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SA wine under pressure – as elsewhere in the wine world

South Africa’s wine industry is facing a huge dilemma: despite its wines being better than ever, a global glut and local tastes for alternatives are resulting in declining volumes. 

The situation is worsened by clogged-up ports, load-shedding, the threat of increased excise tax and the high cost of living.

“We have to do things differently — there’s no quick fix,” says Rico Basson, CEO of the newly-established industry umbrella body South Africa Wine.

Despite rave reviews for South African wines — including by wine fundi Tim Atkin — export volumes are declining. In the year to end-August 2023, total wine exports fell from 400.5-million litres to 317-million litres. Local wine sales showed a modest increase.

The “Agricultural Outlook for the Period 2023-2032” report from the Bureau for Food & Agricultural Policy says the area under wine grapes dropped to below 90K ha in 2022 for the first time since 1998.

Only 12% of producers are sustainable, 49% are making little profit (or just breaking even) and an alarming 39% are loss-making.

The industry provides about 269,000 direct and indirect jobs and contributes R55bn to South Africa’s GDP (1.1%), according to SA Wine.

The wine export marketing council is Wines of South Africa (WoSA), a nonprofit organisation. Its efforts are funded by a levy raised on the volume of exports, and it is responsible for export promotions of South African wine in important international markets.

WoSA spokesperson Maryna Calow tells the FM: “There is a worldwide issue with wine sales. It is not just the South African wine industry. All our [overseas] competitors are in exactly the same predicament.”

She says South African producers receive no financial help from the government. In stark contrast, the EU and the French government are spending €200m on the destruction of surplus wine to support struggling producers and shore up prices.

Consumers are thinking twice about how they’re spending their money, and we also have to consider that wine is a luxury lifestyle product. It’s not a must-have.

Maryna Calow of WoSA

According to Calow, the largest drop-off in South African export volumes occurs in the lower-priced and entry-level wines, as well as in bulk exports. “Premium wines are still doing quite well,” she says.

WoSA’s response to declining sales is to focus on the “premiumisation” of excellent wine in key markets such as Canada, the US, the UK, Germany, the Netherlands and Sweden. “Premium is where the value lies for our producers … you get more for each bottle of wine. That is where you’re going to put yourself in a favourable position to reinvest in not only your business, your vineyards, your cellar and your equipment, but also your workers,” Calow says.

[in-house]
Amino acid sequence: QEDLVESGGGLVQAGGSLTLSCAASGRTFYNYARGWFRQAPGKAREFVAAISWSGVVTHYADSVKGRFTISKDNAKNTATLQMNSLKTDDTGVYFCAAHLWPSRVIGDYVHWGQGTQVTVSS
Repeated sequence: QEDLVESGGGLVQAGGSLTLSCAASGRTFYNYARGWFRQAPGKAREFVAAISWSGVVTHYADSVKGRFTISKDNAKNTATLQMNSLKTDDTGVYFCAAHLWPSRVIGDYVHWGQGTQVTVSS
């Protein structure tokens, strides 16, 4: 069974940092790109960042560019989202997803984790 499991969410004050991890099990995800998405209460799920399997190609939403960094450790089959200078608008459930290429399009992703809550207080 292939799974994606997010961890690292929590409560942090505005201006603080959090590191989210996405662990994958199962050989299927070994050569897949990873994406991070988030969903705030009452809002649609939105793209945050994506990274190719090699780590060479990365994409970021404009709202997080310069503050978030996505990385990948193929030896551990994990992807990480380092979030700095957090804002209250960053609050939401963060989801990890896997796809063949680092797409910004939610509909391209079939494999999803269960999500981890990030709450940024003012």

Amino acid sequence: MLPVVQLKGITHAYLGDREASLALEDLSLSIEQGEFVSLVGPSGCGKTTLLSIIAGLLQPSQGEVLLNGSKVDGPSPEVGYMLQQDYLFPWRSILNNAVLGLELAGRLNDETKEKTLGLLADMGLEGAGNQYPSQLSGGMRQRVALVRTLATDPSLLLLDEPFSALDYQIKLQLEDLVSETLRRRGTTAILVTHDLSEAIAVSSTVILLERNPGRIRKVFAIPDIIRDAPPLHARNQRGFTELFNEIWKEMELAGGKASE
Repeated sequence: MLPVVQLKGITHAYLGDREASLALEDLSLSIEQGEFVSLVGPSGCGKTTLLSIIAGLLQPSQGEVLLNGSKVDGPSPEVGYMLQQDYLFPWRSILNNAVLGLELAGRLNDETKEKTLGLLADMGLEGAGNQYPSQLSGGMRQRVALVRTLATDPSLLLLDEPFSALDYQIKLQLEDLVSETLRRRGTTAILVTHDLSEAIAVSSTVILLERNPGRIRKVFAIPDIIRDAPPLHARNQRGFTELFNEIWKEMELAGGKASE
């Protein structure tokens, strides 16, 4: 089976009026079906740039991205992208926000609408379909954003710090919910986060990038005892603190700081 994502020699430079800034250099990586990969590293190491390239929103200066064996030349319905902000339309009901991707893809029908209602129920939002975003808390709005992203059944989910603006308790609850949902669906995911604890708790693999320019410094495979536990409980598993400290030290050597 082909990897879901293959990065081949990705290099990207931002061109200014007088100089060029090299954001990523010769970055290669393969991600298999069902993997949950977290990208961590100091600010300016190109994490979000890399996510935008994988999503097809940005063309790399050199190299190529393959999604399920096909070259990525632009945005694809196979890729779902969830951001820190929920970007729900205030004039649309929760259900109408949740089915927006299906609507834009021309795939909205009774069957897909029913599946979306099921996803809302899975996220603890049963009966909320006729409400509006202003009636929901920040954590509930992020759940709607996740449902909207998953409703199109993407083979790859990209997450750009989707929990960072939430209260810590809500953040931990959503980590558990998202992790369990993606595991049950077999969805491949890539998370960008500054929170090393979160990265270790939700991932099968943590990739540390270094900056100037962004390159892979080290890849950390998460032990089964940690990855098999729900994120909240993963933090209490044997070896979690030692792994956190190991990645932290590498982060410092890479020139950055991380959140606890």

WoSA is exploring new markets in Asia, mainland China, Hong Kong and Japan. “We are working in Nigeria, Ghana, Uganda, Tanzania, Kenya and Angola as well — there’s a lot of opportunity on the continent. It’s not traditionally a wine-drinking market, so education is essential.”

The relatively low price of South African vineyards is attracting international buyers. More than 130 of South Africa’s approximately 520 wine farms (about 25%) are owned by people from 26 countries, including Germany, the UK, Russia, France, Switzerland, China, Argentina, India and Malaysia.

“They’re investing in infrastructure, updating and upgrading the cellars and the equipment in the cellars, and they’re paying decent wages and salaries. They’re focusing on premium and quality wines and on decent price points, so it can only have a positive impact in the long run,” says Calow.

Govt again the bugbear

Basson is optimistic that the industry will grow with a cohesive strategy and united action supported by key role-players, including the government. One of the biggest threats to growth is political uncertainty, which puts potential capital expenditure on hold.

“People are in a wait-and-see position. While that may be OK in any other segment, when you do that in agriculture with long-term crops, you fall behind,” he says.

The crisis in South African ports is another constraint. It is causing financial losses as well as reputational damage that will be hard to reverse. Urgent government action is necessary to deal with this. And Basson mentions a further matter. He says if excise taxation in the February 2024 budget is increased to 20% it would be “the biggest killer for this industry”.

He has great praise for farmers, who “are doing a good job”. He suggests that to improve profitability they could look into their cultivar mix, use technology and turn to alternative energy.

Source: Financial Mail

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